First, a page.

Churchill County Nevada Gold Production

By A. H. KOSCHMANN and M. H. BERGENDAHL - USGS 1968

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Churchill County, in the northern Great Basin, is characterized by many elongate, narrow mountain ranges separated by flat, relatively narrow valleys. Dry or seasonal lakes, the larger of which are in Humboldt and Carson sinks, occupy some of these valleys.

Churchill County, created in 1861, was one of the nine original counties in the State. In later years, parts of the county were used to form Lander, Lyon, and Nye Counties.

Settlers, drawn west by the lure of California gold, crossed Nevada by two main routes, both of which passed through Churchill County. The hot, dry areas occupied by Humboldt and Carson sinks were not inviting; consequently, few people lingered, and the mineral deposits of the county remained undiscovered for some time.

In the early 1860's discoveries were made at Silver Hill, Mountain Well, and Clan Alpine (Browne and Taylor, 1867, p. 128), but it is doubtful that any significant production was achieved.

The discovery at Tonopah, in Nye and Esmeralda Counties in 1900, generated considerable activity, and prospectors overflowed into Churchill County. Discoveries were made at Fairview and Wonder in the early 1900's, and these soon became the most productive gold- and silver-producing areas in the county.

Records of production before 1904 are incomplete, but the value of gold mined from 1890 to 1903 was estimated at $32,300 (about 1,600 ounces). From 1904 to 1937, a total of 12 ounces of placer gold and 123,537 ounces of lode gold was mined in the county (Vanderburg, 1940, p. 10-13). Total gold production through 1959 was 164,605 ounces.

FAIRVIEW DISTRICT

The Fairview district is in southeast Churchill County, 42 miles southeast of Fallon on the west slope of Fairview Peak.

The district was founded in 1906 and became a boom camp immediately. Activity leveled off after a few years, and the Nevada Hills mine emerged as the sustaining producing property until 1917, when it closed. After that time only sporadic small-scale activity was carried on in the district (Vanderburg, 1940, p. 23, 24). Production from 1906 through 1959 was about 53,100 ounces of gold, which was a byproduct from ores that were rich in silver and contained small amounts of lead and copper.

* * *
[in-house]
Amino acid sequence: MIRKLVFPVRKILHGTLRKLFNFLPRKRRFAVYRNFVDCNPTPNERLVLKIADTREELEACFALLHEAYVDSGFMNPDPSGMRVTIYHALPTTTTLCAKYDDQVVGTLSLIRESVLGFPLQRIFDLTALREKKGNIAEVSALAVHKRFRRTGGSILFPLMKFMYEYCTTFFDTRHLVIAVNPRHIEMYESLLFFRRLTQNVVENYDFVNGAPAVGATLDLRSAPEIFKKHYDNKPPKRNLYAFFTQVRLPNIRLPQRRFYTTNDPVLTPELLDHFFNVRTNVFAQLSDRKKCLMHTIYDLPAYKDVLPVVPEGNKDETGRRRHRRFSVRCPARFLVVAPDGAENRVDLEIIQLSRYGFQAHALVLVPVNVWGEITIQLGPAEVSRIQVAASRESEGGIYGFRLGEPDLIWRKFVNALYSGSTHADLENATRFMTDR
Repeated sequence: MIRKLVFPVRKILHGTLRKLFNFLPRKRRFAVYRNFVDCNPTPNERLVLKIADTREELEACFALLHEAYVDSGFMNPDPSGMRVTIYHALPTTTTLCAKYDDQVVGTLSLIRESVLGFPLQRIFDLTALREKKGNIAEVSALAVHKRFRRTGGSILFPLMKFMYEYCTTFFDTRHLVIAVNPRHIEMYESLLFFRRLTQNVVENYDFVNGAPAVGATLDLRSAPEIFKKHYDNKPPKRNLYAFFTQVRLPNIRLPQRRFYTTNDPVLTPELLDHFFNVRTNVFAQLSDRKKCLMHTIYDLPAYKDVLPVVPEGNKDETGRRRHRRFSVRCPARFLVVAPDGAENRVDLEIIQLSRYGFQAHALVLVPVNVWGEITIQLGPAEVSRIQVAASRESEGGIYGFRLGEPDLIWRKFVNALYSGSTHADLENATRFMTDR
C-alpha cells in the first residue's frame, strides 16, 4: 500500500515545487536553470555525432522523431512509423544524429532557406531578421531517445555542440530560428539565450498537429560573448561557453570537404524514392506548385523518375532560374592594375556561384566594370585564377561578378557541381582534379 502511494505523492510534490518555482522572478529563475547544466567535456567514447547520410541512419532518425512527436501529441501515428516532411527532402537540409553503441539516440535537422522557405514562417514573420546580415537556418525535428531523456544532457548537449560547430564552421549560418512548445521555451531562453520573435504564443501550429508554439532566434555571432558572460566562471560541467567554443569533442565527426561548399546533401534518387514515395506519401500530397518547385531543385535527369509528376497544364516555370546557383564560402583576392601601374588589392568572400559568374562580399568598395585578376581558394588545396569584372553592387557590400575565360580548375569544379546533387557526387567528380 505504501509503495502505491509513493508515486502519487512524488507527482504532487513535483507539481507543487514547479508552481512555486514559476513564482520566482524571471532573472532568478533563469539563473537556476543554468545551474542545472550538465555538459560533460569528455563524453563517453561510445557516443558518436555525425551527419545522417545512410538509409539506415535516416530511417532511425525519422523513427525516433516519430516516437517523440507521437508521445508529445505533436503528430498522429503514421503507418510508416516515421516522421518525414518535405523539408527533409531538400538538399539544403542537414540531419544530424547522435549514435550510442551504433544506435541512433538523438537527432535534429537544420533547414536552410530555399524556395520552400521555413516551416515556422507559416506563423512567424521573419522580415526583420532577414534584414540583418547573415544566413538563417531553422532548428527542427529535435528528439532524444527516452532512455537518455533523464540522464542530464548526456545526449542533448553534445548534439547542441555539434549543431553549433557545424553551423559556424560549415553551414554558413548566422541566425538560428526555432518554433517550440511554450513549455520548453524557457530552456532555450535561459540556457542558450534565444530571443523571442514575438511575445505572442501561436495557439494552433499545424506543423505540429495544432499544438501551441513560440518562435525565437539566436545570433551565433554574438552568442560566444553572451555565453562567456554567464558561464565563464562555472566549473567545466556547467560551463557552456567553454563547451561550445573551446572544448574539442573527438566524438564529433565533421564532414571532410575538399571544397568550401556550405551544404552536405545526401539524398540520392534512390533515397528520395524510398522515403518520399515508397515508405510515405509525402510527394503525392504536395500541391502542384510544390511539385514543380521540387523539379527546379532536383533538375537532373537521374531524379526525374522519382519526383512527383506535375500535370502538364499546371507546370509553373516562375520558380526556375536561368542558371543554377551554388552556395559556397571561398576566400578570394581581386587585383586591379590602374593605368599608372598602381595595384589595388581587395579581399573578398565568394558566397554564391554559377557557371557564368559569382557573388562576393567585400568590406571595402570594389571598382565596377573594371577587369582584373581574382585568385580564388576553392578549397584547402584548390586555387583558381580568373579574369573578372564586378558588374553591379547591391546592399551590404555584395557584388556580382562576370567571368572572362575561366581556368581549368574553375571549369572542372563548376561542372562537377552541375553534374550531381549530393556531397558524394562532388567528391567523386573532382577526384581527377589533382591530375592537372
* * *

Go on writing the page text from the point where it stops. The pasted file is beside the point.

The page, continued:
The rocks of the district consist of pre-Tertiary crystalline schists and limestones, intruded by granite (Greenan, 1914). Overlying these older rocks are dacite tuff, two andesite flows, tuff, and rhyolite, all of Tertiary age. A light-gray rhyolite plug cuts all these formations.

Veins occur in fissures in the earlier of the two andesites. The more prominent veins, the Nevada Hill, the Eagle, and the Dromedary, strike northwest and dip steeply southeast. Ore minerals are argentite, stephanite, horn silver, ruby silver, chalcopyrite, pyrite, tetrahedrite, galena, sphalerite, and gold. Gangue consists of quartz, calcite, and minor rhodochrosite and pyrolusite.

SAND SPRINGS DISTRICT

Although the Sand Springs district, which is 25 to 30 miles southeast of Fallon, was prospected in 1905, its first gold production was not until 1919. To 1937 only $30,000 (about 1,450 ounces) in gold was produced, all of it from the Dan Tucker mine (Vanderburg, 1940, p. 40). From 1937 to 1951 the district yielded 20,875 ounces of gold as a byproduct of silver ores. From 1951 through 1959 no activity was reported.

The ore bodies occur in an east-trending silicified zone that cuts country rock consisting of schist, limestone, and andesite. Free gold and minor silver chloride occur in a gangue of sugary quartz and crushed andesite (Vanderburg, 1940, p. 41).

WONDER DISTRICT

The Wonder district is on the west slope of the Clan Alpine Range in east Churchill County, 55 miles east of Fallon.

The initial gold discoveries were made in 1906, and a rush began immediately (Vanderburg, 1940, p. 54-57). The Nevada Wonder mine soon became the leading producer, a position it never relinquished. The boom was short lived, and after 1919 operations declined to small-scale activities by lessees.

From 1907 through 1959 the district produced 73,890 ounces of gold which was derived from ores rich in silver. The gold-to-silver ratio was 1 to 94. Minor amounts of copper and lead were also produced.

The following description of the geology is summarized from Burgess (1917). The area is underlain by Tertiary rhyolite, dacite, andesite, and basalt. The oldest of these, the Wonder Rhyolite, contains the ore-bearing veins, grouped near small intrusives in the rhyolite. There are many small veins in the district, but only the Nevada Wonder has been productive. The vein is partly on the contact between the Wonder Rhyolite and an intrusive body of dacite.

Silver occurs in the form of argentite and the halogen salts embolite, iodobromite, and iodyrite. The gold is partly included in argentite and is partly free.

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